Less than a third of the 32,000 students eligible to return to school on Nov. 30 have opted to come back for face-to-face instruction, Superintendent William R. Hite Jr. said Thursday.

Still, the Philadelphia School District is making plans for buildings to reopen to teachers Nov. 16 and for children to return at the end of the month, said Hite, joined at a news conference with Philadelphia Health Commissioner Thomas Farley.

The news comes despite a state recommendation that based on the current level of COVID-19 cases, schools should shift to or remain fully virtual.

Other districts are remaining open despite the numbers, Farley and Hite said, stressing that the state’s information was guidance, not a mandate.

“We think that in-person education for our children is extremely important, and we think we should do it, even if the risk isn’t zero,” Farley said.

In the almost eight months since the pandemic began, no city children have died from COVID-19, Farley said. Seven have died from gun violence. He also noted that 90% of coronavirus deaths in the city have come in people 60 or above.

“Kids need to be learning for their future,” the health commissioner said.

Farley said the city was considering restricting other “high-risk” activities he did not specify, but not in-person schooling.

Hite stressed that science and safety will guide the ultimate call on whether to reopen buildings, acknowledging that a virus surge could ultimately keep everyone at home.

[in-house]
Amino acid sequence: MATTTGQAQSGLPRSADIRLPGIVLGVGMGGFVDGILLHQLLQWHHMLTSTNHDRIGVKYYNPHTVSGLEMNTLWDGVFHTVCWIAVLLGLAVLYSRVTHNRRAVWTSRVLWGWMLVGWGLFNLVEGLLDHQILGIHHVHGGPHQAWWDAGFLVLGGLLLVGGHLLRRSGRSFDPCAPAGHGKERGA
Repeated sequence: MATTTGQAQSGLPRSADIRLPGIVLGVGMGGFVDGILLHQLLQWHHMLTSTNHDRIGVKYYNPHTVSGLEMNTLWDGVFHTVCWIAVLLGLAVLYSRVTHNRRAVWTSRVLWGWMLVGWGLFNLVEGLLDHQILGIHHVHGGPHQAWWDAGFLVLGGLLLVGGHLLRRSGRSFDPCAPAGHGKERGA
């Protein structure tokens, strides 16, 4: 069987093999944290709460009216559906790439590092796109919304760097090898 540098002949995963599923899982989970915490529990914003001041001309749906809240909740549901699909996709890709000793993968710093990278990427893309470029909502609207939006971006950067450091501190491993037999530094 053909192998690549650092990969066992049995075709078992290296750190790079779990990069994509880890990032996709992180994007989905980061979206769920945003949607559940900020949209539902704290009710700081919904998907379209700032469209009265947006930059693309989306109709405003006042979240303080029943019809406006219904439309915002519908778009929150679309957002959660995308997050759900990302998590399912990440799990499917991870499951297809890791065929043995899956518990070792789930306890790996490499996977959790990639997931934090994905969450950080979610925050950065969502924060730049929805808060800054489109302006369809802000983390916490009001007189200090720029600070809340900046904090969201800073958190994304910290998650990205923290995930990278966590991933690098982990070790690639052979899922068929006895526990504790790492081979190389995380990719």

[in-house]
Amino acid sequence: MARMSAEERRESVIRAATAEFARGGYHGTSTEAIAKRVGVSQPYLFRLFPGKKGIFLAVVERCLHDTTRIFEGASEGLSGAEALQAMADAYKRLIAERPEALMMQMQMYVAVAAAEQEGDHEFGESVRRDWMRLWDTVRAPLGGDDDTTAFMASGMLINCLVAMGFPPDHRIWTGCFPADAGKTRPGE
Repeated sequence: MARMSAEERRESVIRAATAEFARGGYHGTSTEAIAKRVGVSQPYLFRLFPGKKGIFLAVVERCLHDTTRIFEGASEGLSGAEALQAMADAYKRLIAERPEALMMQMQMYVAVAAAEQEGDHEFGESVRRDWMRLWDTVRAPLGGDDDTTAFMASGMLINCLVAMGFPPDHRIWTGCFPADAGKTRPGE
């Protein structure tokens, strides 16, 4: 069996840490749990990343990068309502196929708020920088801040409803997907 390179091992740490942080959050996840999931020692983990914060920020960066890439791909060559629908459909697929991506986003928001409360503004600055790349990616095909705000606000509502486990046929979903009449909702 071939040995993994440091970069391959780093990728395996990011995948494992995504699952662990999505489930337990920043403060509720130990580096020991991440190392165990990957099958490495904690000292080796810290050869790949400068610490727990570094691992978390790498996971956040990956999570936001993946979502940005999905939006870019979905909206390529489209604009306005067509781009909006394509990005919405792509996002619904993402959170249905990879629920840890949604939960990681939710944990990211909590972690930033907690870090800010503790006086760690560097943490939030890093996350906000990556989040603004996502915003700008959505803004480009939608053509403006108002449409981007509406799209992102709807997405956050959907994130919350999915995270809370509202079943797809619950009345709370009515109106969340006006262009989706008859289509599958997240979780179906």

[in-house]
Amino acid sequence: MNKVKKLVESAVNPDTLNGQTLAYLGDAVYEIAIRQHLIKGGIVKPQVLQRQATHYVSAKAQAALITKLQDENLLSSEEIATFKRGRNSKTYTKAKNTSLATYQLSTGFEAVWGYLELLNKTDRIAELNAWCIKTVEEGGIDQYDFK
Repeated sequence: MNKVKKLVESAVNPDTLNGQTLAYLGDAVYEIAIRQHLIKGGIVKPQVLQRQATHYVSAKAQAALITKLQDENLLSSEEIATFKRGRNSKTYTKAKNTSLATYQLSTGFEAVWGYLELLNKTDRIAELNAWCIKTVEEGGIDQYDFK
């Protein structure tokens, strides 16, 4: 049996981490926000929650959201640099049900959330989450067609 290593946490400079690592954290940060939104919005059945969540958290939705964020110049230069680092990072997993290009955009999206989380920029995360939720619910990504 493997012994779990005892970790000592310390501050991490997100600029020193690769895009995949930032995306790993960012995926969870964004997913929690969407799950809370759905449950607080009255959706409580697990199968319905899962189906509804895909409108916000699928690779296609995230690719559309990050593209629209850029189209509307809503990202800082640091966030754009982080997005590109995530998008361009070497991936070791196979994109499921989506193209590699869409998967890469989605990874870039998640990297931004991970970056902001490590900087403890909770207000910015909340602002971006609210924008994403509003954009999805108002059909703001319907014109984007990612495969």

“These things change so dramatically, there may come a time when we have to make a different recommendation,” the superintendent said.

Of the 95 charter, parochial, and independent schools now open for in-person instruction in the city, many have seen COVID-19 cases, Farley said.

“With high community rates, we expect that,” he said.

Transmission appears to have occurred outside the school in all but three instances, Farley said — sometimes in instances such as carpools, sleepovers, and other social gatherings.

“We had four teachers that went to a wedding together and all of them got infected and tested positive afterward,” he said.

Hite on Wednesday night told the district’s prekindergarten through second-grade teachers they would not have to report to school Monday as planned. He said the decision was related not to the COVID-19 surge but to the fact that the school system was still figuring out exactly who needs to report to buildings.

Families opting for in-person education varied widely by school, Hite said — at some schools, fewer than 1% of families want to send their children back, and at others, it was more than 90%.

Some schools will likely not reopen based on those rates, and in other cases, some classes might be all-virtual while others follow the hybrid model, with some children in buildings and some at home. The district should have decisions made next week about who needs to go into buildings, the superintendent said.

Before Hite made the call to delay teachers’ return, Philadelphia Federation of Teachers president Jerry Jordan said he believes schools are not safe for teachers or students based on the virus surge. The union has also expressed concerns about building readiness, particularly ventilation inside the district’s old, historically environmentally problematic buildings.

Based on a memorandum of understanding signed by the PFT and district, both sides have a say in cleaning standards and reopening conditions. If they disagree, a neutral third party must step in to mediate.